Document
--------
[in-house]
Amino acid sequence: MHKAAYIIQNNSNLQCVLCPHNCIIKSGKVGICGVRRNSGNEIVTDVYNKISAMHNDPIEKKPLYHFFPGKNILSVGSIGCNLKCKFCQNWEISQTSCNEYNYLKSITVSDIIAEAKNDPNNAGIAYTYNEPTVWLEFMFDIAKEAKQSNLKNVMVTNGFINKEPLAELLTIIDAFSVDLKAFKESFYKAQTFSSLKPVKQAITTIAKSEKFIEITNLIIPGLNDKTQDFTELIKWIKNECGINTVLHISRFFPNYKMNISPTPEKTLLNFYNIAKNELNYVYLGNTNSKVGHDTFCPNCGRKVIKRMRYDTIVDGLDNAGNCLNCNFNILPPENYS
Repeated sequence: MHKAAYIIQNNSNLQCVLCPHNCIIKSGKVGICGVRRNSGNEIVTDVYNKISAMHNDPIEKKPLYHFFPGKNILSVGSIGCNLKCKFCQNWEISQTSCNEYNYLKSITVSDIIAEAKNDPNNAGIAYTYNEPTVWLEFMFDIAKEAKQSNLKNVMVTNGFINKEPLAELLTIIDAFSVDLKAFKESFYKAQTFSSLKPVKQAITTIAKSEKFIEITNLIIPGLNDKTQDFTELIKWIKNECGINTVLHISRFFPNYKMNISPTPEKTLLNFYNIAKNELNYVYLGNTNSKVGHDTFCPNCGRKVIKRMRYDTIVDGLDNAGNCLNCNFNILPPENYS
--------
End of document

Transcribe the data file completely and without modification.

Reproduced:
[in-house]
Amino acid sequence: MHKAAYIIQNNSNLQCVLCPHNCIIKSGKVGICGVRRNSGNEIVTDVYNKISAMHNDPIEKKPLYHFFPGKNILSVGSIGCNLKCKFCQNWEISQTSCNEYNYLKSITVSDIIAEAKNDPNNAGIAYTYNEPTVWLEFMFDIAKEAKQSNLKNVMVTNGFINKEPLAELLTIIDAFSVDLKAFKESFYKAQTFSSLKPVKQAITTIAKSEKFIEITNLIIPGLNDKTQDFTELIKWIKNECGINTVLHISRFFPNYKMNISPTPEKTLLNFYNIAKNELNYVYLGNTNSKVGHDTFCPNCGRKVIKRMRYDTIVDGLDNAGNCLNCNFNILPPENYS
Repeated sequence: MHKAAYIIQNNSNLQCVLCPHNCIIKSGKVGICGVRRNSGNEIVTDVYNKISAMHNDPIEKKPLYHFFPGKNILSVGSIGCNLKCKFCQNWEISQTSCNEYNYLKSITVSDIIAEAKNDPNNAGIAYTYNEPTVWLEFMFDIAKEAKQSNLKNVMVTNGFINKEPLAELLTIIDAFSVDLKAFKESFYKAQTFSSLKPVKQAITTIAKSEKFIEITNLIIPGLNDKTQDFTELIKWIKNECGINTVLHISRFFPNYKMNISPTPEKTLLNFYNIAKNELNYVYLGNTNSKVGHDTFCPNCGRKVIKRMRYDTIVDGLDNAGNCLNCNFNILPPENYS